Marital Contracts, Commerce And Complications 

Published on 10 September, 2021 | Alison Fernandes

Britain has long been known for its entrepreneurial spirit.

According to a briefing paper issued by the House of Commons’ Library in January, there were some six million businesses in the UK during 2020 – an increase of 112,700 on the year before (

Anecdotal evidence suggests that, instead of blunting that commercial edge, lockdown has only spurred the launch of even more companies.

A growing number of businesses – both big and small – are set up by women, something which was acknowledged by a Government-sponsored study on female entrepreneurship led by the Chief Executive of the NatWest Bank, Alison Rose.

Her final report, which was published in 2019, calculated that one-third of all UK businesses were owned by women (

Many women who launch their own companies become their household’s highest earners.

Whilst the existence of a business causes many couples experience no difficulty at all, it can lead to problems for others, in particular when their relationships break down.

Such a theme surfaced in one recent news article culled from an internet bulletin board.

It dealt with a woman who came up against resistance from her husband when she was launching a floristry business from home but faced demands from him for a half-share in the company when it started to do well (

Some of those individuals commenting on her predicament urged her to end their marriage.

However, things are not quite as simple as that, especially if the woman concerned didn’t have a marital contract – a pre- or post-nuptial agreement – in place.

To some people, both documents are only usually referred to in media coverage of celebrity break-ups.

In fact, they are now a relatively routine part of discussions about a couple’s finances, before and during a marriage.

Pre-nuptial agreements gained significant profile with a 2010 decision by the Supreme Court in the case of a German heiress Katrin Radmacher who had married a French banker, Nicolas Granatino.

The judgement said that pre-nups should have “decisive weight” in helping determine the financial terms upon which a couple would end their marriages (

It is essential, of course, that they are drawn up correctly. In practical terms, that means both parties having independent legal advice, full disclosure of respective assets and a complete absence of any pressure or duress. The agreement also has to meet the parties’ needs.

In the years since the Radmacher case, pre-nups have become so routine that even without having full legal weight, the courts are inclined to ask for reasons why properly constructed marital contracts should be departed from rather than it being a matter of why they must be adhered to.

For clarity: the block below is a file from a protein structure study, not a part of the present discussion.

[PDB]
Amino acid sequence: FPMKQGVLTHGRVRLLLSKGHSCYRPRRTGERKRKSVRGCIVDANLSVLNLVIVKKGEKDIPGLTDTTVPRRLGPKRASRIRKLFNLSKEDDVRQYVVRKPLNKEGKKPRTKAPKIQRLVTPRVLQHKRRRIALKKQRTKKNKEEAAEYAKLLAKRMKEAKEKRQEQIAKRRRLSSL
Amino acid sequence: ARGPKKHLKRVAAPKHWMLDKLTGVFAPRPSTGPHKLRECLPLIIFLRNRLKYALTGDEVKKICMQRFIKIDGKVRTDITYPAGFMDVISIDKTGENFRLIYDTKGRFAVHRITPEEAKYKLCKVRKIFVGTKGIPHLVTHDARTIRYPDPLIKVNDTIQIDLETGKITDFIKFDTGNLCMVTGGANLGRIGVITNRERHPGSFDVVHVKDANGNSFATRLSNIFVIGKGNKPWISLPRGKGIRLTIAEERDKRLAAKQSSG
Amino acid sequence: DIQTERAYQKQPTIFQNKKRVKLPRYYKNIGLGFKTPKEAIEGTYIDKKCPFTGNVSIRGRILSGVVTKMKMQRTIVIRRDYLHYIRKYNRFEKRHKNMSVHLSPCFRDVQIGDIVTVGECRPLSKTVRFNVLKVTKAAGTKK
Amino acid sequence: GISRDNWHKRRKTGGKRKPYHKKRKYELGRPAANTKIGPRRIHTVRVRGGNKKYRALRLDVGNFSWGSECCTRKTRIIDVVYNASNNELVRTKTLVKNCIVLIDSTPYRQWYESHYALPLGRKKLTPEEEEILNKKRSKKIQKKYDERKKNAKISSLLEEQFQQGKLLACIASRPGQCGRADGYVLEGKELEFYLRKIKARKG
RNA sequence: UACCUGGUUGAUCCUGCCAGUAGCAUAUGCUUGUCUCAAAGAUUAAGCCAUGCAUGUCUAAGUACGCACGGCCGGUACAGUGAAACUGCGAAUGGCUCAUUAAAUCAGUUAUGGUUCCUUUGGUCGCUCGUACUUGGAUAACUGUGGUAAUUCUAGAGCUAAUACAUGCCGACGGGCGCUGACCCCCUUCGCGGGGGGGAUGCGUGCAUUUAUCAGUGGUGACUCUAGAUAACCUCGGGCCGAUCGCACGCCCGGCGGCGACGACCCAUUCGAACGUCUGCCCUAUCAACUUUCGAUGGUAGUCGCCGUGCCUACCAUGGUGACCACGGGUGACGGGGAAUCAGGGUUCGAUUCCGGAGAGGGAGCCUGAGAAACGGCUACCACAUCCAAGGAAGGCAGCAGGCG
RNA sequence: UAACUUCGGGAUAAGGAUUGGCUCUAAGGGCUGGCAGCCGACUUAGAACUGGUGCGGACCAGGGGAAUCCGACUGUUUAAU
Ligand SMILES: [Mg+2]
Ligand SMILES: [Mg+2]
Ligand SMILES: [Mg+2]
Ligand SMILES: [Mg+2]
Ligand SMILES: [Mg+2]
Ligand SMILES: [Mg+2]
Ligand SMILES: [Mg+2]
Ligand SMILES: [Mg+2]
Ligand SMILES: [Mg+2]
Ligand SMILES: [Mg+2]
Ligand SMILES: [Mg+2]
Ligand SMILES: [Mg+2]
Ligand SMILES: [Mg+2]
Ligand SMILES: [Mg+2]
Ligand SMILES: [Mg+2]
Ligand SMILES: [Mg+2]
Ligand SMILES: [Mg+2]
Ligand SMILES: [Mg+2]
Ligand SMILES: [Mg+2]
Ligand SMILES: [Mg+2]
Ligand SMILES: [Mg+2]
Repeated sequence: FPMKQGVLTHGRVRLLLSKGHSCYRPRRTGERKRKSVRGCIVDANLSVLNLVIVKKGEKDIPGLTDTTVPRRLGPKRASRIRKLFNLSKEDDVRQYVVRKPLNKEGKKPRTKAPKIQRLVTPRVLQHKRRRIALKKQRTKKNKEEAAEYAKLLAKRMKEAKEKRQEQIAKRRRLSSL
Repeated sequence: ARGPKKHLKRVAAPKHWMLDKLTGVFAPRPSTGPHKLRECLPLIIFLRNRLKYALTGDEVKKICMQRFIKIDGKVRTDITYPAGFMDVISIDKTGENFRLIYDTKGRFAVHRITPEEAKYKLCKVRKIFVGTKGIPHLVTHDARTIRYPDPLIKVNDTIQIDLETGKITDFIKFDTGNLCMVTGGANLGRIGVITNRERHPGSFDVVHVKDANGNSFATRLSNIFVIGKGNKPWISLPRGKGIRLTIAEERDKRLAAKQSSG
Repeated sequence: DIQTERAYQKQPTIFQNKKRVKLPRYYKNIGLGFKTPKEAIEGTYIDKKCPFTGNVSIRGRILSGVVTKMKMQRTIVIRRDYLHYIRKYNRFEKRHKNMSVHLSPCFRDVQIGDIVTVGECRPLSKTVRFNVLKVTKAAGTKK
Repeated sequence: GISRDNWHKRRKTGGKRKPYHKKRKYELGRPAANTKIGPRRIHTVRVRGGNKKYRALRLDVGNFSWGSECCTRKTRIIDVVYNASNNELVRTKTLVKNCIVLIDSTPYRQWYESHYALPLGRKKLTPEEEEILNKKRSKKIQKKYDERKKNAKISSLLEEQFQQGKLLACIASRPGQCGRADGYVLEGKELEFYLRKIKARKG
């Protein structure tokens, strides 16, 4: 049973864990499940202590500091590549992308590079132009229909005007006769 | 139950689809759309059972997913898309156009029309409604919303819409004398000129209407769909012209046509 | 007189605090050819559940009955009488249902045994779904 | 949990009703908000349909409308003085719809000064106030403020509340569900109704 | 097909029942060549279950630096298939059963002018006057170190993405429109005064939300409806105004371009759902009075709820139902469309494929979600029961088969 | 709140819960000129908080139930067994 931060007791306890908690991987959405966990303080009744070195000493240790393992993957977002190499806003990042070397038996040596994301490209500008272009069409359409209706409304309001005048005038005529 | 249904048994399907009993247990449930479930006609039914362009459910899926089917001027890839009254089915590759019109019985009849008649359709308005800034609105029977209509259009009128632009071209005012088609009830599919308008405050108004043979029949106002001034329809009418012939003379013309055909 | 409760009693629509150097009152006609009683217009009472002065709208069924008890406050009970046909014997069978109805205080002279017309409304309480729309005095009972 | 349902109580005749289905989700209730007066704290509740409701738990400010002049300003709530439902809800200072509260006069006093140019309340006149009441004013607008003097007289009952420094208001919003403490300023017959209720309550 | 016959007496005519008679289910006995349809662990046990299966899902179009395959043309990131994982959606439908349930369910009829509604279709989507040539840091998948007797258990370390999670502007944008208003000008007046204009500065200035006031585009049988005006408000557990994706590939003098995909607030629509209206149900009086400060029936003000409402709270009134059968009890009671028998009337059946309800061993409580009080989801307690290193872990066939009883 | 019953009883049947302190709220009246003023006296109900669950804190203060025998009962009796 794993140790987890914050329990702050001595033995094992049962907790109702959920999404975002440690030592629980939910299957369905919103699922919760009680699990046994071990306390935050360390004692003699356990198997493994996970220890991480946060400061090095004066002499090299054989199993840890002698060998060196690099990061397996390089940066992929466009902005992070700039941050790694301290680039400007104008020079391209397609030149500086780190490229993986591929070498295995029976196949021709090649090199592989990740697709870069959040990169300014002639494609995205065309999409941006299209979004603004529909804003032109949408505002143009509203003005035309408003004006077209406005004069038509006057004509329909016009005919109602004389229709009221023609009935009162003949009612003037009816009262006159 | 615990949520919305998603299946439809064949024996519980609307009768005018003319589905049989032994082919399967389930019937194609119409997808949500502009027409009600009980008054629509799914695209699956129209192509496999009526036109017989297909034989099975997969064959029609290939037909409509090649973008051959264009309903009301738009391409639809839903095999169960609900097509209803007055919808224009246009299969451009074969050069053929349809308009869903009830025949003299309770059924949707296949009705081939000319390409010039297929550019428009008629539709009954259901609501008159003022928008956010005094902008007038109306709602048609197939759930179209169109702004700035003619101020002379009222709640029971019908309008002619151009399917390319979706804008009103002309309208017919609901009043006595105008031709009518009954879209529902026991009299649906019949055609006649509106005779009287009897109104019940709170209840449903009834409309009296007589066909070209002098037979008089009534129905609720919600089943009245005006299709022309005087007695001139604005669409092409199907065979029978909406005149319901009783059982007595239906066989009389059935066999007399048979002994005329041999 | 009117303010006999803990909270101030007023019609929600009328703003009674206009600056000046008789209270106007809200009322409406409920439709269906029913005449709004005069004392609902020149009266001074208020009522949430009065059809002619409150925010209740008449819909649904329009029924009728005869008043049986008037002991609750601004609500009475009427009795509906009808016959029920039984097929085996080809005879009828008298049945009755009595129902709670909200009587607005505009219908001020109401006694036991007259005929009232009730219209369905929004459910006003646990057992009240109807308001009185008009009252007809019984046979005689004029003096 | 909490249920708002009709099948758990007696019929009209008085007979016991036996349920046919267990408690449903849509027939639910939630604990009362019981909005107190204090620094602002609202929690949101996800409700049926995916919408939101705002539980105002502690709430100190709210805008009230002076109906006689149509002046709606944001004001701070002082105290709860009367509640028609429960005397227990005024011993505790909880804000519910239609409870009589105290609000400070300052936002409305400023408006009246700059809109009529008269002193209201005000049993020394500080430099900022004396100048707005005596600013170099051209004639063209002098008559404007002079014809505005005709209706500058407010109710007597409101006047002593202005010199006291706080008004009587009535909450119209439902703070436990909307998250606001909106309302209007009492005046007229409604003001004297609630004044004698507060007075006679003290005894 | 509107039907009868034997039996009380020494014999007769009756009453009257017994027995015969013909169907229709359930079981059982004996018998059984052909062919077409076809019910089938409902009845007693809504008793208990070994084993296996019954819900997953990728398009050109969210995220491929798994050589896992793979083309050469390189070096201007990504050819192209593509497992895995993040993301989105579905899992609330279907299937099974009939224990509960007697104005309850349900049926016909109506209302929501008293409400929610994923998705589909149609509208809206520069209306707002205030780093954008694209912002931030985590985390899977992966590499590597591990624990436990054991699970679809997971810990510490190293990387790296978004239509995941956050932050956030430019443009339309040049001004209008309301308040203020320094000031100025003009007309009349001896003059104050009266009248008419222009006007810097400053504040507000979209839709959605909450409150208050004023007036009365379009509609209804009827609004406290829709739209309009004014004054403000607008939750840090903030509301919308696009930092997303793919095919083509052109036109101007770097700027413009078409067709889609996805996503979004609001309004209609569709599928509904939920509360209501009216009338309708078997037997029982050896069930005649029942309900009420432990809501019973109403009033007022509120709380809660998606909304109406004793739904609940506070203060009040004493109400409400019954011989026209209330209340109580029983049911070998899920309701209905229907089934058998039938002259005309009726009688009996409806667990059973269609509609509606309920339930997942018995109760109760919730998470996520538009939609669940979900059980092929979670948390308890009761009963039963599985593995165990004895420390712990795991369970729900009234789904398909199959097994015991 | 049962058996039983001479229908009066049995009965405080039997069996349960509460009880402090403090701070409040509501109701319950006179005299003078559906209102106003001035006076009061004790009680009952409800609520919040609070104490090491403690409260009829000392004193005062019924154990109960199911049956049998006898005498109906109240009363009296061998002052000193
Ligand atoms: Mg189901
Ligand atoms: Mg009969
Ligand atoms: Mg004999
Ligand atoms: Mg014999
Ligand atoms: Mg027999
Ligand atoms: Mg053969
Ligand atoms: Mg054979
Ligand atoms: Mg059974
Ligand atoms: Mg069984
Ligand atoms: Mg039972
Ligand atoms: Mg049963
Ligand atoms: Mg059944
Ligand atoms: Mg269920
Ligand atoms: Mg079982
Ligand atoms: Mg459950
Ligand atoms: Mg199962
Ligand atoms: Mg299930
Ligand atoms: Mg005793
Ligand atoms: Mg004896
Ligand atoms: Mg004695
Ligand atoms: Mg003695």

That significant shift is very relevant for the female entrepreneur whose domestic dispute has been the subject of such intense discussion online.

Starting a business is what might be referred to as ‘a trigger event’ – a notable change of circumstances, also including things like marriage, the birth of a child or inheritance – which should prompt discussions about a pre- or post-nup.

Marital contracts don’t just try to set out who will get what on divorce but take account of the changes over the course of a marriage.

In the case of the woman whose predicament was the basis of the article,  a pre- or post-marital agreement could have specified that the business she was starting was hers, along with any income derived from it. This would have stopped her husband’s claim for half of the income.

Their acceptance of such agreements has meant that pre-nups are starting to become as routine a part of planning a wedding as organising a venue, choosing a dress or drawing up a guest list.

Although life at home and work while man and wife can be filled with uncertainty, as the last 18 months has demonstrated to so many of us, pre- and post-nups offer a measure of certainty and clarity – and not just for the well-heeled either.

There are still individuals, including columnists writing for The Times (, who regard pre-nups as inherently unromantic.

Yet the prospect of divorce and the process of trying to reach a financial settlement has, to my knowledge, never been the plot for any rose-tinted Mills and Boon novel either.

It is always best to take specialist legal advice before embarking on such a major step in your life as marriage.

More and more people, though, are coming to us to enquire about pre-nups because they recognise their value, regardless of whether they have started or plan to start their own business.

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